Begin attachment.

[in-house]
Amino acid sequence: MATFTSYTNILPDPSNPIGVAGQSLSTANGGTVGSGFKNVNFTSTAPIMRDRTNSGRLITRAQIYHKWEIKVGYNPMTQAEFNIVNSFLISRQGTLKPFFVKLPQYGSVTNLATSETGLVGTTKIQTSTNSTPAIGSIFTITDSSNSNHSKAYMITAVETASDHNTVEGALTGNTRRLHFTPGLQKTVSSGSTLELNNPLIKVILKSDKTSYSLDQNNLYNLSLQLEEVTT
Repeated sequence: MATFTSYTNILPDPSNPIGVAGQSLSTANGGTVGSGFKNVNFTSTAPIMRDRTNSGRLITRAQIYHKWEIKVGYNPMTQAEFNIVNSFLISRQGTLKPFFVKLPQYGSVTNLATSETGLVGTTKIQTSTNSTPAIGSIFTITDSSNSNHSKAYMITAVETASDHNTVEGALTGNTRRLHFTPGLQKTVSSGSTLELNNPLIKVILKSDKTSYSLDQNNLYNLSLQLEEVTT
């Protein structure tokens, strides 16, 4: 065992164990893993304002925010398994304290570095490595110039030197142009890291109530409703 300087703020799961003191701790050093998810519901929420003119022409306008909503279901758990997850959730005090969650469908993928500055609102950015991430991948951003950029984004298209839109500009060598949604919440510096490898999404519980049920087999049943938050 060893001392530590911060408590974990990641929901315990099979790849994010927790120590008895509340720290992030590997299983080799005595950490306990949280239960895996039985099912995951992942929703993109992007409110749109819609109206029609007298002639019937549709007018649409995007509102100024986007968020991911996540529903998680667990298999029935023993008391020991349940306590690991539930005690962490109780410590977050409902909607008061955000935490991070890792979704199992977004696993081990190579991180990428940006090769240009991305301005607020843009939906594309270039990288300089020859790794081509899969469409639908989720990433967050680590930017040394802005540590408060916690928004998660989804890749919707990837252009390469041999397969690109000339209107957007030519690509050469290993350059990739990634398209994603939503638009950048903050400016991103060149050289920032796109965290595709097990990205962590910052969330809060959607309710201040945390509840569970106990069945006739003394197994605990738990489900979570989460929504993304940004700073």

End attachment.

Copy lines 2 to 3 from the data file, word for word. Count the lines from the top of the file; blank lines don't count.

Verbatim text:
Amino acid sequence: MATFTSYTNILPDPSNPIGVAGQSLSTANGGTVGSGFKNVNFTSTAPIMRDRTNSGRLITRAQIYHKWEIKVGYNPMTQAEFNIVNSFLISRQGTLKPFFVKLPQYGSVTNLATSETGLVGTTKIQTSTNSTPAIGSIFTITDSSNSNHSKAYMITAVETASDHNTVEGALTGNTRRLHFTPGLQKTVSSGSTLELNNPLIKVILKSDKTSYSLDQNNLYNLSLQLEEVTT
Repeated sequence: MATFTSYTNILPDPSNPIGVAGQSLSTANGGTVGSGFKNVNFTSTAPIMRDRTNSGRLITRAQIYHKWEIKVGYNPMTQAEFNIVNSFLISRQGTLKPFFVKLPQYGSVTNLATSETGLVGTTKIQTSTNSTPAIGSIFTITDSSNSNHSKAYMITAVETASDHNTVEGALTGNTRRLHFTPGLQKTVSSGSTLELNNPLIKVILKSDKTSYSLDQNNLYNLSLQLEEVTT